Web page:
t. 92, Elisabeth Easther, Bird Words: New Zealand Writers on Birds

Bird Words: New Zealand Writers on Birds by Elisabeth Easther.
Auckland: Random House NZ Vintage NZ.
RRP: $35. Hb, 240pp.
ISBN: 9780143770312.
Reviewed by Mary Cresswell.

For sure, Bird Words is a book to get your hands on – other than that, it is hard to categorise. It isn’t just another book of Lovely Birds. It doesn’t just begin (and end) with the most readable endpapers I have ever seen. It is an impressively wide-ranging collection of New Zealand writing, authors and styles and topics.

Editor Elisabeth Easther has looked to historical accounts, scientific papers, poems new and old, novel extracts, prose pieces, from people born in 1861, in 2004, and anywhere in between. Languages are English and te Reo. The extracts cover all the bases: humour, serious, ridiculous, reverent; the ‘Contributors’ section gives more than enough detail to go to the full source. The illustrations are black-and-white reproductions of Lily Daff’s watercolours, commissioned by Forest & Bird between 1927 and 1931. There are extinct birds and living ones, but no snob hierarchy about who is/isn’t included: introduced species (like all immigrants) have the same rights as the locals.

The endpapers are something entirely different: they are presented as an ordinary book-design feature. Close up, they are an impressive list of birdy collective nouns, a poem in their own right. Readers who worry about such things may look long and hard for dictionary sources – are we seeing an authenticity of avians? a disruption of kea? a piss-take of passerines? You tell me.

A few samples of the contents, pretty much at random:

Richard Holdaway’s account of the extinct Haast’s eagle, deduced from a fossil record begun in 1871 and continuing through the Honeycomb Hill discoveries of the 1980s. This article was originally published in NZ Geographic (1989).

Fiona Farrell (2007) and Herbert Guthrie-Smith (1921) on the part played by acclimatisation societies. Guthrie-Smith tells the story of the sparrow’s introduction and dispersion throughout the North Island. Farrell gives us an immigrant wife, going up-country for the first time with a cage of nightingales on her lap and crates and crates of live ferrets stacked in the wagon behind: Pinky sits in her cage, her belly rippling already with the next litter. She sniffs and presses her lithe and perfect body against the netting of her cage, eager for release. Not long now. (p 51) … but when autumn comes, the nightingales fly south.

  1. Allhusen (1904) in raptures over shooting kūkupa (kererū): three pages on the manly and godlike aspects of the sport fleshed out by one full page of detail on the succulent “beauty which surpasses man’s power of portrayal … they are unsurpassed as table-birds” (p 75).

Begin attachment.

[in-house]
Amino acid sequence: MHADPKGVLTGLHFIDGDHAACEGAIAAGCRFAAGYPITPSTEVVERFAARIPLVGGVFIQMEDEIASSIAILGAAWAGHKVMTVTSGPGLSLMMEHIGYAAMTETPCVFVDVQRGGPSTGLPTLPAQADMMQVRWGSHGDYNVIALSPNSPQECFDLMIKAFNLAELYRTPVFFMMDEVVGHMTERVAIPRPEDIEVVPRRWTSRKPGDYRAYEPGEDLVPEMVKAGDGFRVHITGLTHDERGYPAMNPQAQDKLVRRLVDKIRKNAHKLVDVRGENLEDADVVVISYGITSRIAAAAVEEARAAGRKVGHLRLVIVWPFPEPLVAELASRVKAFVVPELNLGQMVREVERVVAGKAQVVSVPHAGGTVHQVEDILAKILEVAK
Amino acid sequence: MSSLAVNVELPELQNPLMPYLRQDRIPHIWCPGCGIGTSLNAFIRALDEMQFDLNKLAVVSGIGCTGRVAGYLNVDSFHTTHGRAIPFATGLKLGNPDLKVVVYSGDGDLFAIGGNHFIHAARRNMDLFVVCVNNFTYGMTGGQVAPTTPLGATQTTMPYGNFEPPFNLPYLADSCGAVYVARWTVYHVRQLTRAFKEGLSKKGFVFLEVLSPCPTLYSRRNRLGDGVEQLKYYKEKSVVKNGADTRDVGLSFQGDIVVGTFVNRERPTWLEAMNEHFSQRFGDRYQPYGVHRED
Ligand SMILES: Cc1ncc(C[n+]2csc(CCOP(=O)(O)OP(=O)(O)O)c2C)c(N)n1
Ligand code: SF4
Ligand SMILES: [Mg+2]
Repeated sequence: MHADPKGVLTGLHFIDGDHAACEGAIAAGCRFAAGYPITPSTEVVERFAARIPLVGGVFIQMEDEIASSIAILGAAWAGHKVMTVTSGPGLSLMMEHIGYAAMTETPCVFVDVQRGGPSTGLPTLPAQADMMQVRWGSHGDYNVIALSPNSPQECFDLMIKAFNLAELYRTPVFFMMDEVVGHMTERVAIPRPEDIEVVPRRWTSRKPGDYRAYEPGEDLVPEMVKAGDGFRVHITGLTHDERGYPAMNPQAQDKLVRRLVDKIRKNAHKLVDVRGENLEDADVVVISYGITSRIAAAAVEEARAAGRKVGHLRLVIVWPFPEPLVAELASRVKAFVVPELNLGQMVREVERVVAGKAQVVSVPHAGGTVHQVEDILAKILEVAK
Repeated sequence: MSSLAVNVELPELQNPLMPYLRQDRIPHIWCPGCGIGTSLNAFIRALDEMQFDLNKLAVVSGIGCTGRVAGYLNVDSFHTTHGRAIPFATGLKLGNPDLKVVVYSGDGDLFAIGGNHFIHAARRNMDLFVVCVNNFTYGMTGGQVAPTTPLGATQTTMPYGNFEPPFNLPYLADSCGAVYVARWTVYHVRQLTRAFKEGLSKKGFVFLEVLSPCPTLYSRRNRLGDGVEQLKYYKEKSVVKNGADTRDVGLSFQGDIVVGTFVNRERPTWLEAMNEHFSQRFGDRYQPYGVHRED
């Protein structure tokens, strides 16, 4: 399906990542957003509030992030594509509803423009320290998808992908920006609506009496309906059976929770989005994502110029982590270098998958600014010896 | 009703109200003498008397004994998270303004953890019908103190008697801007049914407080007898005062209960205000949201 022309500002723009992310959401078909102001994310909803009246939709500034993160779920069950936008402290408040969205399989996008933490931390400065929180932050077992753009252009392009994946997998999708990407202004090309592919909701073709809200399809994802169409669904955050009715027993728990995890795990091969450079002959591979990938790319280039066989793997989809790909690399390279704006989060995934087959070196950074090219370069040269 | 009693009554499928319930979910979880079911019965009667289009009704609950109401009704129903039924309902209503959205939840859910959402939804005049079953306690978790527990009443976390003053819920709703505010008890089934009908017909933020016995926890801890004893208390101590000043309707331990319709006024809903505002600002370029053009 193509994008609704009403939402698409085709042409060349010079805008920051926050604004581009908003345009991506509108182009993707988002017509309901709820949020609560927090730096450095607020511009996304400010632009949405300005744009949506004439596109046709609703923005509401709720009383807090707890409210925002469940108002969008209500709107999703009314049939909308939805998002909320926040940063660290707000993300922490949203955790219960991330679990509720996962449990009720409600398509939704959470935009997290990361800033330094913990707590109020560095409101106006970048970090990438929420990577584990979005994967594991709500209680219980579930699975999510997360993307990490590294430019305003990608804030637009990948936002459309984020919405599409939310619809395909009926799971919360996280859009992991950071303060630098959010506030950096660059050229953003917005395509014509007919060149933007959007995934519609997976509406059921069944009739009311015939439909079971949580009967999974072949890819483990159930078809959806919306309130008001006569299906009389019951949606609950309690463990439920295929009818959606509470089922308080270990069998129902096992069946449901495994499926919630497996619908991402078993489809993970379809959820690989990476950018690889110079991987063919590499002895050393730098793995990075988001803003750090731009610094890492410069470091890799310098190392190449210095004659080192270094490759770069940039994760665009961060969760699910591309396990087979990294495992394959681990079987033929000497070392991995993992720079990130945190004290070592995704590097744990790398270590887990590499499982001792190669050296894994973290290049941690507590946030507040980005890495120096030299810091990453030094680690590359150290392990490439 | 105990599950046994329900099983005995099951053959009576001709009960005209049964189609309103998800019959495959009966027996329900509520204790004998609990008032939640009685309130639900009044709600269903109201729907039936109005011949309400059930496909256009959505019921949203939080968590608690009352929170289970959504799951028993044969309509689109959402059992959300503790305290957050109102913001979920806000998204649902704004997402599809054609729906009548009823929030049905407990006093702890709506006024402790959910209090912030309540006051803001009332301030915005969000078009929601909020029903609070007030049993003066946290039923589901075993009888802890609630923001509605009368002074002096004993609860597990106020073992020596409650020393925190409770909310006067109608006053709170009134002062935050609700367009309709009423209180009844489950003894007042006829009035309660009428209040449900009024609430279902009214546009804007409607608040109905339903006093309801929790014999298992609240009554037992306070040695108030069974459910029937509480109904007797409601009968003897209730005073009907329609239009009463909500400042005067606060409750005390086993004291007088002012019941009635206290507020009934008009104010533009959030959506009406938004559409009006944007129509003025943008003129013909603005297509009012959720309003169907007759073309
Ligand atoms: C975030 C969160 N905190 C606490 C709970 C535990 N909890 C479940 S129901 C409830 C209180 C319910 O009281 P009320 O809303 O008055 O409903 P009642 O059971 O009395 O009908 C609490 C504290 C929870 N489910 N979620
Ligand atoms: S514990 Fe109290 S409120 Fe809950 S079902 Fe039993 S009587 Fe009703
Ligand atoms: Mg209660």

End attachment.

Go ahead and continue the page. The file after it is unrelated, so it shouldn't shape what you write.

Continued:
Janet Charman’s “Tiritiri Matangi” – a long poem about a study group trip, ending:

in the early evening sun

we lie in wait for the boat

and when it sails

two of us

on the rear deck

but not me

see penguins

a zip

in the moment’s silken skin

that’s everything  (p 170).

David Hill documents synchronicity between literary criticism and birds, particularly the thrush, in “Giving the Bird” – a heartfelt recognition that T.S. Eliot, Robert Browning, and David Hill (severally or together) don’t know zip about Turdidae, scourge of the garden.

The extract from Hal Smith’s 1988 book on endangered birds is the story of Don Merton’s long drawn-out, eventually successful, romance with Old Blue, a lady who came perilously close to being the last of the black robins, not just on Little Mangere but anywhere.

Another selection is from the first ever guide to New Zealand birds, written in 1925 by Pérrine Moncrieff. Her introduction ends with a sentiment now familiar to us all but unexpected nearly a century ago:

These birds are among New Zealand’s greatest assets. In her galleries and museums she cannot attempt to rival the wonderful art treasures to be found at the Louvre in Paris or the British Museum in London, but she can attract visitors from all parts of the world to see her incomparable birds.  (p 89).

And more and more: Denis Glover sees penguins as well as magpies. Brian Gill knows a barn owl that fell from the sky. Meg Campbell is protective of her bonking budgies. Malcolm Ross finds both kiwi and kakapo affectionate and gives instructions for grilling weka. Matt Vance meets an albatross as they are both en route to the Ross Sea. This is a dipping-in book more than a read-straight-through book, and anywhere you dip is well worth it.

Hone Tuwhare’s “Bird of Prayer” echoes both the themes of this collection and is good to end with (quoted in full):

On the skyline

a hawk

languidly typing

a hunting poem

with its wings.  (p 77).


Mary Cresswell is from Los Angeles and lives on the Kapiti Coast. Fish Stories, a collection of ghazals and glosas, was published by Canterbury University Press in 2015. Field Notes, a satiric miscellany, was published by Submarine Books Mākaro Press in 2017.